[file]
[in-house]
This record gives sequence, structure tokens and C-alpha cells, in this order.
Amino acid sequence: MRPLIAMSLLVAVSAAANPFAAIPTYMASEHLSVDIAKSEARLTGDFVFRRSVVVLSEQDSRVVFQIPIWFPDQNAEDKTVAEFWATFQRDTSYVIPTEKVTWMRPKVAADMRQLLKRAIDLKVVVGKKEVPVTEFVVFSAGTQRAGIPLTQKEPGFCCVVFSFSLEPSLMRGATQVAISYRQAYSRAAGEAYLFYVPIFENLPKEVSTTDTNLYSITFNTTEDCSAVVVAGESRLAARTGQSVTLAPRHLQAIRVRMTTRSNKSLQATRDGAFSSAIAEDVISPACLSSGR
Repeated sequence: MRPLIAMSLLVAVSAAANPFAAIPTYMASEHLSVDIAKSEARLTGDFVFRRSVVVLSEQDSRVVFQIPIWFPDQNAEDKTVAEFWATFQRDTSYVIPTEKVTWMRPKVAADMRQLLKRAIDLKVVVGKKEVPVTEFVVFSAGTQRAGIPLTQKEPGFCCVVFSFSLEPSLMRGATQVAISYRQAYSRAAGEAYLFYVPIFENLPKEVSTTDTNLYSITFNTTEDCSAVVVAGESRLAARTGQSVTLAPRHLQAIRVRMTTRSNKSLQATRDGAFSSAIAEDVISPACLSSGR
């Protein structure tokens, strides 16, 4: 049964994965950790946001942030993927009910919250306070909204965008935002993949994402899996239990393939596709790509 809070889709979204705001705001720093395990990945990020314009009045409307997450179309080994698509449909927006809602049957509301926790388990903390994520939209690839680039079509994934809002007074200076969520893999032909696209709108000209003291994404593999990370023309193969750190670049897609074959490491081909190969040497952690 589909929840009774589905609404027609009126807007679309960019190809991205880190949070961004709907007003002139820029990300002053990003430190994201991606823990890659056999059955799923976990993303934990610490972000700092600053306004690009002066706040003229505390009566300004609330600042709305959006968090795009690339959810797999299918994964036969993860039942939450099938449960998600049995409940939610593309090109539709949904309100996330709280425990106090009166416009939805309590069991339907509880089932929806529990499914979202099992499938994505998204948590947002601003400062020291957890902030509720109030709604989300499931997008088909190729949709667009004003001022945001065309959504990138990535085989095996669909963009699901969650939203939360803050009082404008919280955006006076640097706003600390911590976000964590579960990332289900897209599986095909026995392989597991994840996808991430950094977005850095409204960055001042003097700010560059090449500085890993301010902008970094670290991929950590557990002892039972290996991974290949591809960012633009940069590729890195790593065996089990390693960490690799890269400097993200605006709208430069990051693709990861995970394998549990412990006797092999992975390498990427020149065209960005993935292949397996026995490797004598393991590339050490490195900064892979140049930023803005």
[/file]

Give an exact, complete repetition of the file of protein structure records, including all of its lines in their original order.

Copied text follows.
[in-house]
This record gives sequence, structure tokens and C-alpha cells, in this order.
Amino acid sequence: MRPLIAMSLLVAVSAAANPFAAIPTYMASEHLSVDIAKSEARLTGDFVFRRSVVVLSEQDSRVVFQIPIWFPDQNAEDKTVAEFWATFQRDTSYVIPTEKVTWMRPKVAADMRQLLKRAIDLKVVVGKKEVPVTEFVVFSAGTQRAGIPLTQKEPGFCCVVFSFSLEPSLMRGATQVAISYRQAYSRAAGEAYLFYVPIFENLPKEVSTTDTNLYSITFNTTEDCSAVVVAGESRLAARTGQSVTLAPRHLQAIRVRMTTRSNKSLQATRDGAFSSAIAEDVISPACLSSGR
Repeated sequence: MRPLIAMSLLVAVSAAANPFAAIPTYMASEHLSVDIAKSEARLTGDFVFRRSVVVLSEQDSRVVFQIPIWFPDQNAEDKTVAEFWATFQRDTSYVIPTEKVTWMRPKVAADMRQLLKRAIDLKVVVGKKEVPVTEFVVFSAGTQRAGIPLTQKEPGFCCVVFSFSLEPSLMRGATQVAISYRQAYSRAAGEAYLFYVPIFENLPKEVSTTDTNLYSITFNTTEDCSAVVVAGESRLAARTGQSVTLAPRHLQAIRVRMTTRSNKSLQATRDGAFSSAIAEDVISPACLSSGR
């Protein structure tokens, strides 16, 4: 049964994965950790946001942030993927009910919250306070909204965008935002993949994402899996239990393939596709790509 809070889709979204705001705001720093395990990945990020314009009045409307997450179309080994698509449909927006809602049957509301926790388990903390994520939209690839680039079509994934809002007074200076969520893999032909696209709108000209003291994404593999990370023309193969750190670049897609074959490491081909190969040497952690 589909929840009774589905609404027609009126807007679309960019190809991205880190949070961004709907007003002139820029990300002053990003430190994201991606823990890659056999059955799923976990993303934990610490972000700092600053306004690009002066706040003229505390009566300004609330600042709305959006968090795009690339959810797999299918994964036969993860039942939450099938449960998600049995409940939610593309090109539709949904309100996330709280425990106090009166416009939805309590069991339907509880089932929806529990499914979202099992499938994505998204948590947002601003400062020291957890902030509720109030709604989300499931997008088909190729949709667009004003001022945001065309959504990138990535085989095996669909963009699901969650939203939360803050009082404008919280955006006076640097706003600390911590976000964590579960990332289900897209599986095909026995392989597991994840996808991430950094977005850095409204960055001042003097700010560059090449500085890993301010902008970094670290991929950590557990002892039972290996991974290949591809960012633009940069590729890195790593065996089990390693960490690799890269400097993200605006709208430069990051693709990861995970394998549990412990006797092999992975390498990427020149065209960005993935292949397996026995490797004598393991590339050490490195900064892979140049930023803005």